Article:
Friday, June 25, 2010

Adrienne Colan: A Fond Farewell

There’s nothing quite like a funeral to realign your priorities and make you appreciate what you have…and who you have. Today’s services for Adrienne Colan at King Solomon Memorial Park in Clifton, New Jersey (just miles from where Adrienne grew up) saw family and friends gather in her memory and to help her husband Gene and their children Nanci and Erik, as well as Adrienne’s brother Bruce, say goodbye.

A large crowd gathered. Gene was moved to see not only many relatives but also old friends attending, among them Bryan Headly, Walter Simonson, Danny Fingeroth, Michael Vassallo, Jim Reeber, and Leo Klein. As we buried Adrienne together in the ancient tradition, the weather cooperated and there was a sense of calm after the storm.

At Gene’s request, I spoke briefly about my old friend:
Adrienne and Gene have been my friends from the earliest moments of my career. It’s hard to even say one of their names without saying the other. It’s like saying Romeo and not following with Juliet… Adrienne and Gene. Gene and Adrienne. A half century together. A life time together.

The Torah tells us that before a neshamah is sent down into the body of a fetus, it’s determined who its mate will be. Indeed, that the two neshamot–the two souls—are part of a unity, part of a whole. We all saw that in Gene and Adrienne. I don’t believe I ever had a single conversation with either where the other’s name—to say nothing of the other’s interests and needs and feelings— didn’t come up.

I first met Gene as a boy at a comics convention in 1975. I was one of a million fans who would approach him in his career for a little doodle and he was only too happy to supply it. Years later, when I was looking to work with Gene on a project, I had to get past Adrienne. Boy, was she tough. She was so protective of Gene that I wasn’t sure if I’d ever get to work with this great artist. But that's when I saw where the strength of that team came from. A stellar career like Gene Colan’s doesn’t happen by itself. Talent is the absolutely necessary prerequisite without which nothing makes it, but you also have to be made of sturdy stuff. And Gene would be the first to tell you that all he wanted to do was draw. So Adrienne became his sturdy stuff. She was the bedrock. Gene is that rare combination of sublime artistry and absolute craftsmanship, but Adrienne was the engine.

I saw her influence on my own career as well. Eager for approval in my early days as a writer, I was hungry for the attention of folks like Gene and quick to send off early stories and seek blurbs for books. And Gene was only too happy to comply. But it was Adrienne who offered the validation. And not just once: I would hear from her often, when stories were flowing or on those occasions when nothing came forth. She wanted to why I wasn’t producing. And she would dissect my stories… and me in the process—but never in a way that made me uncomfortable. Hers was always an encouraging voice. After a conversation with Adrienne, I felt like I really was a terrific writer. She made me believe that I’d get somewhere because she believed it. Genuinely. And because she was no dummy. Adrienne was smart and insightful and cultured and well-read; she was full of opinions and drive and loved to share of herself and give you drive. She didn’t just do that for Gene—she did that for me. She did that for a lot of people.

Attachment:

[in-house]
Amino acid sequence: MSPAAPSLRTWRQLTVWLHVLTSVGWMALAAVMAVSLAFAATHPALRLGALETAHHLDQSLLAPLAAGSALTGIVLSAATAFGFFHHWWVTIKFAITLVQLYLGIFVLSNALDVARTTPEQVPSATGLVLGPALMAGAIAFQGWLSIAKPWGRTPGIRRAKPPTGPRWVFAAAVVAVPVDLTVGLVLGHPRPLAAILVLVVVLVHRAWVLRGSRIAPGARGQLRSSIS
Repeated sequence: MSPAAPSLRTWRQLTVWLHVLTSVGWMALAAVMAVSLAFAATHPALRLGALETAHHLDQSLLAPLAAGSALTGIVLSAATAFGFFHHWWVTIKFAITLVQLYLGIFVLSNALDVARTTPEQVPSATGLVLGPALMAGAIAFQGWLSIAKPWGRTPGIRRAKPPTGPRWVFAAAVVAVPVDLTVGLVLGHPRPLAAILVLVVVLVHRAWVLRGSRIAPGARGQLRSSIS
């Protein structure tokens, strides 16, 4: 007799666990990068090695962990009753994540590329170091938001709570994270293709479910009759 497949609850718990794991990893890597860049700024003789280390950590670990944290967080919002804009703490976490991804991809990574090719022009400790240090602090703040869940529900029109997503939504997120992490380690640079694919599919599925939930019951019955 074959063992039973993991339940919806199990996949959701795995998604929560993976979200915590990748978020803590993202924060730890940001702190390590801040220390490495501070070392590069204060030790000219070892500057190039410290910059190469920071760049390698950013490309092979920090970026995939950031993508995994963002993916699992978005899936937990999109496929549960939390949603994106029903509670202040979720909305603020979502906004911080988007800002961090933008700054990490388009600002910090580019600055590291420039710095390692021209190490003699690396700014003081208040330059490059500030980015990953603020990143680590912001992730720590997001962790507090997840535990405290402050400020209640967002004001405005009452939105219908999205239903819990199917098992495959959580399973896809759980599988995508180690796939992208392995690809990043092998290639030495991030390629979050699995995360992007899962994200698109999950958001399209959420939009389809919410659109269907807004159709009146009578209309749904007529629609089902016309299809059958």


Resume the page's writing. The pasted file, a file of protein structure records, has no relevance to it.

In 1996 I performed a small kindness for Gene and Adrienne, but Adrienne never let me forget it. She acted as if this tiny act was the working of a saint. Her gratitude never diminished. I was family after that, let in on everything, the recipient of lavish baby gifts when my children were born… And the letters never stopped. The encouragement. Genuine, sincere, carefully considered words.

There are literally thousands of Adrienne Colan fans out there. You'll find them on the Internet. Seeking Gene, they met Adrienne at a convention or on the web and became attached to this powerful matriarch. I addressed these fans of hers in a column several days ago. I’d like to share some excerpts with you today:

The Adrienne Colan you met at conventions was the real McCoy. She was tough and funny and uncompromising; warm and intelligent and spiritual. And her sense of humor was splendid. I think that’s where we met—at that dark crossroads where everything was tragic-comic. Our friendship existed outside of my friendship with Gene; we corresponded for decades, sharing dreams and fears.

“I can take both sides of the debate,” she once wrote. “I believe in G-d and that Judaism, at its root, is the healthiest and happiest way for a Jew to live and safeguard oneself from dangerous, misleading …spiritually harmful things. But I also believe that there's a sickness that overtakes ‘religious’ people. There are many paths to G-d.

“[But] my Jewishness is something separate. My Jewishness is something I adore, feel enriched by. It makes me laugh inside and feel grateful for [it]. I feel like there's prime steak unseasoned, and then there's prime steak seasoned with salt & pepper and maybe a shmeer of fresh garlic! I bring to the table of life my Jewishness.”

And so to Adrienne, I say goodbye for now. And I say thank you for many years of meaningful friendship. And I beg of you mechilla—forgiveness for anything that I did that hurt you. In the end, we are many things, and some of them are sad. But some of them are grand.

So goodbye Adrienne...Until we meet again.